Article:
Some road-trip packing essentials are no-brainers: rocking music, tasty snacks, and a whole lot of patience. But there are plenty of additional items that you might not realize you need…until you need them. Luckily, we’ve got your essential road-trip packing list right here. These items will help you save money, stay healthy, and stay sane during those long hours on the road. (You can also click over to TripAdvisor to see Wendy’s full list.)
Save money with a cooler
Pack your own water and snacks to save money and calories. The cooler (either the old-school kind that you fill with ice from the hotel, or the electric kind that you plug into your cigarette lighter) will also come in handy for picnic lunches. Which reminds us: Toss a picnic blanket in the back seat.
Save your skin with sun protection
For you and for your car. For you and the kids, we’re talking about the SPF kind, and not only for the times when you get out to stretch your legs. If you’re riding with the windows open, slather some on arms and faces—especially the driver’s left arm. Wendy also recommends bringing a windshield sun blocker; the steering wheel and seats can get very hot after a few hours in the sun while you’re all off hiking or seeing the country’s largest peach pit. A blocker will keep the car cooler and cut down on how much you need to blast the A/C once you pile back in.
Save your sanity with emergency kits
Save your back
In addition to regular stops to stretch your legs, Wendy likes to take along a lumbar support pillow to help prevent back pain from long stretches of driving. (Pro tip: a rolled up towel works in a pinch too.) Then each night at the hotel she likes to use rubber massage balls called T Spheres to roll out cramps and kinks.
Stay on track
Getting lost can be maddening, especially if everyone is tired or hungry and ready to get out of the car. If you’re using the GPS on your phone, be sure to bring a USB car charger so that you always have power (better yet, get a charger with multiple ports so other passengers can charge their devices too). Don’t forget a smartphone mount for your dashboard either, as they make looking at the phone for directions and playlist changes much easier—remember both of these tasks are for your copilot, not the driver! Wendy also recommends a paper map for road trips. Not only are they handy if your devices do run out of juice, but they provide a big-picture overview of the trip and can be used as a roadside-stop journal and kept as a memento of your adventures.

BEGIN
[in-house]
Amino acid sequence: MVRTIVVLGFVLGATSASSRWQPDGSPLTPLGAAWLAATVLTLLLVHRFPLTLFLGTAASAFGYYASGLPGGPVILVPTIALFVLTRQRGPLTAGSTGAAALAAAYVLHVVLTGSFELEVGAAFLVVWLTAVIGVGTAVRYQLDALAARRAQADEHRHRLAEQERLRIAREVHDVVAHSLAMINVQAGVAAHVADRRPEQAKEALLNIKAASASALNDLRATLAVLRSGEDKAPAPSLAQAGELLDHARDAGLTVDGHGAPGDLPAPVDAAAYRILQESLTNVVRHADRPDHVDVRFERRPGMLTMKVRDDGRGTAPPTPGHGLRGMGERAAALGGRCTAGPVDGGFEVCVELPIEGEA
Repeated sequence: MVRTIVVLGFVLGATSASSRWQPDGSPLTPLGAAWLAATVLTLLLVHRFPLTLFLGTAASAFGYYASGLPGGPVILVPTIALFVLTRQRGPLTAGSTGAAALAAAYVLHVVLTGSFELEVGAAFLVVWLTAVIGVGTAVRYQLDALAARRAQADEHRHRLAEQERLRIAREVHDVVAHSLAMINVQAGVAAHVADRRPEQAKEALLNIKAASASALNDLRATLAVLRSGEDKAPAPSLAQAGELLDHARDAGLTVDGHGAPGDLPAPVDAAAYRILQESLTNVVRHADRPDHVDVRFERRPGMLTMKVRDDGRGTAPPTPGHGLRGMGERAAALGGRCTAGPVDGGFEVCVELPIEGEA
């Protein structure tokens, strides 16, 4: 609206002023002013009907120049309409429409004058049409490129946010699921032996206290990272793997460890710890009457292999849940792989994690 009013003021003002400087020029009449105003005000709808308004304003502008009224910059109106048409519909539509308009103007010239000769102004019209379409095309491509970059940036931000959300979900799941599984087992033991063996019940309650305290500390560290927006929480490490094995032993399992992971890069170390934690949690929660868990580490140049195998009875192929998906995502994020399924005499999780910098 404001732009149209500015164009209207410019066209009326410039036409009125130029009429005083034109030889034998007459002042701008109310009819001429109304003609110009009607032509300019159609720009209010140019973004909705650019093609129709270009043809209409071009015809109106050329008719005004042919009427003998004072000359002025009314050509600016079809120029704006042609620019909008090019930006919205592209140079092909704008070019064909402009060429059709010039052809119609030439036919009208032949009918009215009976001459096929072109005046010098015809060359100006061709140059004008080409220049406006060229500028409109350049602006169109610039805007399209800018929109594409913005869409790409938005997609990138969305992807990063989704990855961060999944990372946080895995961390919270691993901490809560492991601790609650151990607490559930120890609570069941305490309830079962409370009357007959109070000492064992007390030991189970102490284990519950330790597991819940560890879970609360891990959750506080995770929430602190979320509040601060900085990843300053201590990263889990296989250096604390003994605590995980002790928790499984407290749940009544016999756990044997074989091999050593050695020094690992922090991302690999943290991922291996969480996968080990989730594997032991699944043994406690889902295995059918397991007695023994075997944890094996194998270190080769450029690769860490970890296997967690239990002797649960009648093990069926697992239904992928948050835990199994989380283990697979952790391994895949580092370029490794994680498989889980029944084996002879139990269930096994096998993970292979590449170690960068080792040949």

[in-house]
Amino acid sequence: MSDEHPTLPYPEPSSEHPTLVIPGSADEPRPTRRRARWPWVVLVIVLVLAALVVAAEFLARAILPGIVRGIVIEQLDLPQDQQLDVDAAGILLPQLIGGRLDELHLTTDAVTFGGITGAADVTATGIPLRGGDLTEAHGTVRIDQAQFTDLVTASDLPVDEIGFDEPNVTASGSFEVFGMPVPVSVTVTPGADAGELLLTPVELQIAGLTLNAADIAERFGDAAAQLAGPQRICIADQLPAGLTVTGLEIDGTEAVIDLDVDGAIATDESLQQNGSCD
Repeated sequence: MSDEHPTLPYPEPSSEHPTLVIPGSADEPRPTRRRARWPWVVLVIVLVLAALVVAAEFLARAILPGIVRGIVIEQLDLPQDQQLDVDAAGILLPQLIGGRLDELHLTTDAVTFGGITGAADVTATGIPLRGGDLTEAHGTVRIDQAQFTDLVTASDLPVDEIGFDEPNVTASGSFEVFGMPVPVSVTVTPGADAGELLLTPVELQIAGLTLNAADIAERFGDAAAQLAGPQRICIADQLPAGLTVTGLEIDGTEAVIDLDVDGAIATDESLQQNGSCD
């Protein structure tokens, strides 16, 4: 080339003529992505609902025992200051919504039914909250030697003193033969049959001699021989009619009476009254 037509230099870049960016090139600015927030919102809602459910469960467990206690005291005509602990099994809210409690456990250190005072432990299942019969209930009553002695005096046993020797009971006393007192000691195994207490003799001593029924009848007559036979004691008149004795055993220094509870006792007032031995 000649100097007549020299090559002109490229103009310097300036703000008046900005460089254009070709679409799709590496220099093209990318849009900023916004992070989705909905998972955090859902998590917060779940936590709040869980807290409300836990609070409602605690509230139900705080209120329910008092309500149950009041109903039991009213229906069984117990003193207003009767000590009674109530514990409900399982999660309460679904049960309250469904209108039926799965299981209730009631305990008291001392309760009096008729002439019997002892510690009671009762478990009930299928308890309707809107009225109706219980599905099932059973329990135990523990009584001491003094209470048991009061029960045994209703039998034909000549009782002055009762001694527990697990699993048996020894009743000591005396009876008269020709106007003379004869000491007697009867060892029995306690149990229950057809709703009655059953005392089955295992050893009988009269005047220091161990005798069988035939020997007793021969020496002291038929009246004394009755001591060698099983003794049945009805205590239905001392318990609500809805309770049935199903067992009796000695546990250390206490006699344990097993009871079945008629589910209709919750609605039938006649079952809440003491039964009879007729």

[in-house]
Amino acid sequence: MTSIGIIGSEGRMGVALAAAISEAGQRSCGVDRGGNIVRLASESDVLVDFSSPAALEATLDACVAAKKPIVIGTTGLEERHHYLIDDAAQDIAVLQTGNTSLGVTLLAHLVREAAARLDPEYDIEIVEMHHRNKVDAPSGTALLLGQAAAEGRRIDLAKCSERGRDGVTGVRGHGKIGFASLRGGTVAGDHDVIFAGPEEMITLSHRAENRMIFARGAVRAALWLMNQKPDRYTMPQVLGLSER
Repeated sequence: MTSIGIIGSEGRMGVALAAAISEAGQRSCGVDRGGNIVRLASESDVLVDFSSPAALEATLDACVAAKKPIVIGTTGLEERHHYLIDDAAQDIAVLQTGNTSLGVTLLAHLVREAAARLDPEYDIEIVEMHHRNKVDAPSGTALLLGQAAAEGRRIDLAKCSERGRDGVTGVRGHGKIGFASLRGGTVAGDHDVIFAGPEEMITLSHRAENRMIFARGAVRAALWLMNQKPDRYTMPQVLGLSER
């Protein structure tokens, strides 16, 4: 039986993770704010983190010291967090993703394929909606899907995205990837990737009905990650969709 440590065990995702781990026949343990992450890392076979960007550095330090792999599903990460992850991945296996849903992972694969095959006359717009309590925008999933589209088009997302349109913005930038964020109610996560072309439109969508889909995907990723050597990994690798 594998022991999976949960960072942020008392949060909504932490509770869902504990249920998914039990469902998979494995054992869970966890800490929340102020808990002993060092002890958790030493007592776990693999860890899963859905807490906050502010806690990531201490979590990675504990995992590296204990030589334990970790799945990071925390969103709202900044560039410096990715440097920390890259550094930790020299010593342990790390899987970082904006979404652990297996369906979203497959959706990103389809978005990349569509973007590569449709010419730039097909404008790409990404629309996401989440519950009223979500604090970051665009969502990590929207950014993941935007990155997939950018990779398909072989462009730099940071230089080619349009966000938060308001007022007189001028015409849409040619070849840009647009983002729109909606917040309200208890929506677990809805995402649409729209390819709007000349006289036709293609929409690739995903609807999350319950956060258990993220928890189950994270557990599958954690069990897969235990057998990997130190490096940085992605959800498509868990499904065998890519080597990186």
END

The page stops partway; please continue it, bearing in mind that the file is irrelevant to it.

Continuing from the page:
Whether you have to work during your road trip or just want to post pictures of your trip on Facebook, you’ll need to bring a few pieces of tech gear if you want to get online on the road. A portable Wi-Fi hot spot can be invaluable; or you can talk to your cell phone carrier about turning your phone into a hot spot (sometimes this incurs fees, so be sure to check). Finally, pack a voltage inverter; these are special chargers that plug into the car’s cigarette lighter one end and have a three-prong A/C outlet and USB ports on the other.
See Wendy’s full list of road-trip essentials and her tips for how to plan the ultimate road trip itinerary on TripAdvisor, where she’s TripAdvisor’s Travel Advocate, and follow her on Instagram for postcards from the California road trip she’s on right now.